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  • 6/20/2013

How to prevent Alzheimer's disease

alzheimer

 

 

Alzheimer’s disease (AD) is a degenerative brain disorder. It breaks down and destroys brain cells and the neurons that connect brain cells to one another. This damage causes a decline in memory, behavior, and mental capabilities.

There is no cure for AD. Science has not yet identified any treatments that can slow or halt the progression of this disorder. Researchers also do not know how to prevent the onset of AD. But you can reduce your risk of Alzheimer’s disease by making a variety of lifestyle changes.

Keep your brain healthy, sharp, and reduce the risk of Alzheimer's with these scientifically-proven strategies

Eat more fruits and veggies

A population-based cohort study of 1,836 older Japanese-Americans found that consumption of fruit and vegetable juices was associated with decreased incidence of Alzheimer’s over seven to nine years of follow-up.

Reach for berries

Berries contain high levels of biologically active components, including a class of compounds called anthocyanosides, which fight memory impairment associated with free radicals and beta-amyloid plaques in the brain. Eat berries each day for maximum benefit.

Increase omega-3 fatty acids

In the Framingham study, individuals with the top quartile levels of docosahexaenoic acid (DHA) found in fatty fish like salmon, tuna, measured at baseline had lower rates of Alzheimer’s over nine years of follow-up. These fish are all rich in omega-3 fatty acids.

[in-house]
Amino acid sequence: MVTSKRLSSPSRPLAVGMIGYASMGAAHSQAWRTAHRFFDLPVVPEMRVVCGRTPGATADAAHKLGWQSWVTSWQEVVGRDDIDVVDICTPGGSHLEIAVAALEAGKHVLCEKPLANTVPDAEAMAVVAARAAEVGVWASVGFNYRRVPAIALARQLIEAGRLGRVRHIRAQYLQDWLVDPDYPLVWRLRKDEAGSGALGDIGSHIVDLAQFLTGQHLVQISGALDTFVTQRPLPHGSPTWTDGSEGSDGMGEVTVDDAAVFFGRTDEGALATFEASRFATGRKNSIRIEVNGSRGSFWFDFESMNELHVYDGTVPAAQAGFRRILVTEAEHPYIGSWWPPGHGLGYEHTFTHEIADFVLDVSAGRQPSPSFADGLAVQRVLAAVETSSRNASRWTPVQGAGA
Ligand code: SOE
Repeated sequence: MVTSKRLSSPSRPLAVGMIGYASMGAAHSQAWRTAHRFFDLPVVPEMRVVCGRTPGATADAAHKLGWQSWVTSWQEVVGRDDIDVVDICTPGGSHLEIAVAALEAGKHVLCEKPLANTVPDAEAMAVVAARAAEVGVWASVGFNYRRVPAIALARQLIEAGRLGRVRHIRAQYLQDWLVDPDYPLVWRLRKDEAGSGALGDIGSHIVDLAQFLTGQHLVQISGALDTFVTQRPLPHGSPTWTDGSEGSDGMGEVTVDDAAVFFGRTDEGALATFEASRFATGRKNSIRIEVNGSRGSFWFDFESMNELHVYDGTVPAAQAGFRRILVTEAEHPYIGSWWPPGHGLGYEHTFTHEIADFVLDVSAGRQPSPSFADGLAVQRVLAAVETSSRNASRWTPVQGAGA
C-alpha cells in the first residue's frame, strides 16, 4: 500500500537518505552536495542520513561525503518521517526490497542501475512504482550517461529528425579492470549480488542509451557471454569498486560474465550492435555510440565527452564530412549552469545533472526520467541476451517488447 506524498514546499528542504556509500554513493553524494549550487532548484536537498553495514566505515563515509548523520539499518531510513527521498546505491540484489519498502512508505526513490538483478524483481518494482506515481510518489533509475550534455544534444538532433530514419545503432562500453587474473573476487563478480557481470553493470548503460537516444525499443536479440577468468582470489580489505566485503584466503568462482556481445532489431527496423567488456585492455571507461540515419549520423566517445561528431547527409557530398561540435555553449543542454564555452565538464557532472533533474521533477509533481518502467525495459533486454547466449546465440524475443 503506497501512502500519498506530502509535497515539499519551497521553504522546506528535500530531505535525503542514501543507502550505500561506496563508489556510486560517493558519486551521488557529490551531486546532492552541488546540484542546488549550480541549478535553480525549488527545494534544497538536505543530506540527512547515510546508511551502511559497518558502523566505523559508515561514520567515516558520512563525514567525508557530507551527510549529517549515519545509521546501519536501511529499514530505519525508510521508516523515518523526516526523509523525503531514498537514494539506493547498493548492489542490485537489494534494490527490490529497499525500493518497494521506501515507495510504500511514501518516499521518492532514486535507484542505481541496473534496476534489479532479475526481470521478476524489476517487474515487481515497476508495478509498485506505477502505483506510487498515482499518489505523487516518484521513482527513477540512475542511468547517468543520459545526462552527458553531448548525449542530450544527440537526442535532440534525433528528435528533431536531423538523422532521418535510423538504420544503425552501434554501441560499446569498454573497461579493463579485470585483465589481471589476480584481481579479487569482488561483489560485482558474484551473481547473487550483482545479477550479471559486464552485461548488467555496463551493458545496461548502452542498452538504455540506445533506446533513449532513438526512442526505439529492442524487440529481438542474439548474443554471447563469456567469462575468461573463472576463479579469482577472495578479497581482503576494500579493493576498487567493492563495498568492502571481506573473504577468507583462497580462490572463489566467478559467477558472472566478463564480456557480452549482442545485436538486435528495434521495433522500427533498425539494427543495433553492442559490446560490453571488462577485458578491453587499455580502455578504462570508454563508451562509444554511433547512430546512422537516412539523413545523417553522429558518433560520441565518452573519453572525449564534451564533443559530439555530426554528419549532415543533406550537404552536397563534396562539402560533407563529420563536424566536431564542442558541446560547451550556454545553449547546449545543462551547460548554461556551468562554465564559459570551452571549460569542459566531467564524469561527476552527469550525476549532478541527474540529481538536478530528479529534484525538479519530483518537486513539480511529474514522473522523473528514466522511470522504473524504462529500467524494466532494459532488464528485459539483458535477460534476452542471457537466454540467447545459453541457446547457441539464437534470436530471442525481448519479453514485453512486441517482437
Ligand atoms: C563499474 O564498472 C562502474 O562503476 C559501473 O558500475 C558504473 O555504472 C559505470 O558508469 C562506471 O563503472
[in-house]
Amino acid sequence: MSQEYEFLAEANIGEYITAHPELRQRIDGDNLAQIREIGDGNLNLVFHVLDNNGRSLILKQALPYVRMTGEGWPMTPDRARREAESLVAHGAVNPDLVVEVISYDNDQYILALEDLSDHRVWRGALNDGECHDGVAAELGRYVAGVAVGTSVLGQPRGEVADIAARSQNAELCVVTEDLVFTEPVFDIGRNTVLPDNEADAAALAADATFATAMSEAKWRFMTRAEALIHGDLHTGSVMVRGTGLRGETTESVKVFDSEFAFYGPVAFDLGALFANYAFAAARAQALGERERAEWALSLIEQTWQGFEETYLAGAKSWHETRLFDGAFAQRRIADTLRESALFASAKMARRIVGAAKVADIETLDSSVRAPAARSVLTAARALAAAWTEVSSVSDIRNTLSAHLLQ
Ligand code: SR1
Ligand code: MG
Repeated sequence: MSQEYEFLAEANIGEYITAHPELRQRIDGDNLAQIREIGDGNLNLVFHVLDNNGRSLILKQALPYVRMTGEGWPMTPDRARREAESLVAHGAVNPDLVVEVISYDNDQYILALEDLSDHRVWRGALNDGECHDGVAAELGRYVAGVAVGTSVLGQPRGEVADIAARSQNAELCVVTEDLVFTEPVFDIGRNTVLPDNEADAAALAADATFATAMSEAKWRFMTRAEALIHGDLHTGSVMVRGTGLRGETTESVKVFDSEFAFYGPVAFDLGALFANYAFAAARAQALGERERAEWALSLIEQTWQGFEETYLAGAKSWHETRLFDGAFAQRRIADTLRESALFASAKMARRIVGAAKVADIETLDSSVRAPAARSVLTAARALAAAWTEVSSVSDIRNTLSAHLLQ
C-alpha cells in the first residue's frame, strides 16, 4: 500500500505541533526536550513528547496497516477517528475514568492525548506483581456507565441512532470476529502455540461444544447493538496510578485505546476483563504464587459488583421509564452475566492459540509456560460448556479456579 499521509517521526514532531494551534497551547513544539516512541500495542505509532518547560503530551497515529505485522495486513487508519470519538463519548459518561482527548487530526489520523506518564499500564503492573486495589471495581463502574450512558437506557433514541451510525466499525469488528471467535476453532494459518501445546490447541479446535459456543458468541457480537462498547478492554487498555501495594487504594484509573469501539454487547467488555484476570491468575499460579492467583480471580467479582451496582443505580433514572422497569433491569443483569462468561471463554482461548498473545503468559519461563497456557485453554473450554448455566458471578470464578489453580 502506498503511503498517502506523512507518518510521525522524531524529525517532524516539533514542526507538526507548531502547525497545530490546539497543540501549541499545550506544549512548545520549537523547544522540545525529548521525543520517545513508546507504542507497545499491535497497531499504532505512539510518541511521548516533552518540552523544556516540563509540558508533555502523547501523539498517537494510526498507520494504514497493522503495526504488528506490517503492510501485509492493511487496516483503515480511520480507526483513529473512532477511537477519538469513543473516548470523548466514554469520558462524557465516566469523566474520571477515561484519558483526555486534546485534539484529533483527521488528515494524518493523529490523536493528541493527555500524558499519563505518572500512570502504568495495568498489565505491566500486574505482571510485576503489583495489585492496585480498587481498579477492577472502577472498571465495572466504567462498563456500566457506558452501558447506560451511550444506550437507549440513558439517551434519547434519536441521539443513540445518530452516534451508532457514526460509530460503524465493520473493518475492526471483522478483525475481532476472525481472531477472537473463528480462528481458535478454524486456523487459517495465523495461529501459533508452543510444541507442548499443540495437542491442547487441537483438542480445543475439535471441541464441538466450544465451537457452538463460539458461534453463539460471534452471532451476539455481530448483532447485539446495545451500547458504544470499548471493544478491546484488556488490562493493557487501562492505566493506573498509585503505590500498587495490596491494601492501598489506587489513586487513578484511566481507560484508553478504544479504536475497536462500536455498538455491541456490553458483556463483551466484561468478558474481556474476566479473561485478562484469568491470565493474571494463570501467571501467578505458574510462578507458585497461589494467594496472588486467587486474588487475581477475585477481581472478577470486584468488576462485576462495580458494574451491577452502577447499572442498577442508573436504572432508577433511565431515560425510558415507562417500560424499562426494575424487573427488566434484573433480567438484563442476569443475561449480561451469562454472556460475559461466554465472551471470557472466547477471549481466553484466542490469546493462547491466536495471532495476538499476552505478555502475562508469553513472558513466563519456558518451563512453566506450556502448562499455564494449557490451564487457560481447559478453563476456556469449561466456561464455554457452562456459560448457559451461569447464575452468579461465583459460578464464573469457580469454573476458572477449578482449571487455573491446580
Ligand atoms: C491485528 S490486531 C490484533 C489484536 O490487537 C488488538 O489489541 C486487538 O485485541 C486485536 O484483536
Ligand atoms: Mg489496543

Take folic acid supplements

If you don't take a supplement, eat foods high in folate. High levels of homocysteine may be associated with poor cognitive function. Some findings indicate that reducing homocysteine with folic acid may increase cognitive function.

Control your blood pressure

Hypertension appears to be associated with an increased risk of both vascular dementia and Alzheimer’s disease.

Have strong social support

Findings indicate that an active social life and strong network of friends may help prevent Alzheimer’s in later life.

Aerobic exercise daily

When older adults with AD engage in aerobic exercise, it improves their psychological and behavioral symptoms.

According to the Mayo Clinic, there’s evidence suggesting that 30 minutes of exercise per day is crucial to preventing Alzheimer’s disease. One eight-year study examined the connection between mental function and physical activity in 6,000 women age 65 and older. It discovered that more active women were less likely to have a decline in mental functions than less active women.

Stop smoking

Smoking may increase your risk for AD and dementia. If you still smoke, now is the time to quit. Talk with your doctor about methods that could work for you.

The takeaway

Researchers don’t yet know how to prevent Alzheimer’s disease. There are a number of things you can do to lower your risk of developing the disease. Staying mentally and physically fit, eating a healthy diet, and keeping an active social life are all thought to help lower your risk of cognitive decline, including AD. Fortunately, these are all good ways to stay healthy in general. Be sure to talk with your doctor about any new lifestyle changes that you plan.

Sources: 

healthline.com

prevention.com


Other links:

Signs and symptoms of schizophrenia

Schizophrenia and Gluten

Parkinson’s Disease

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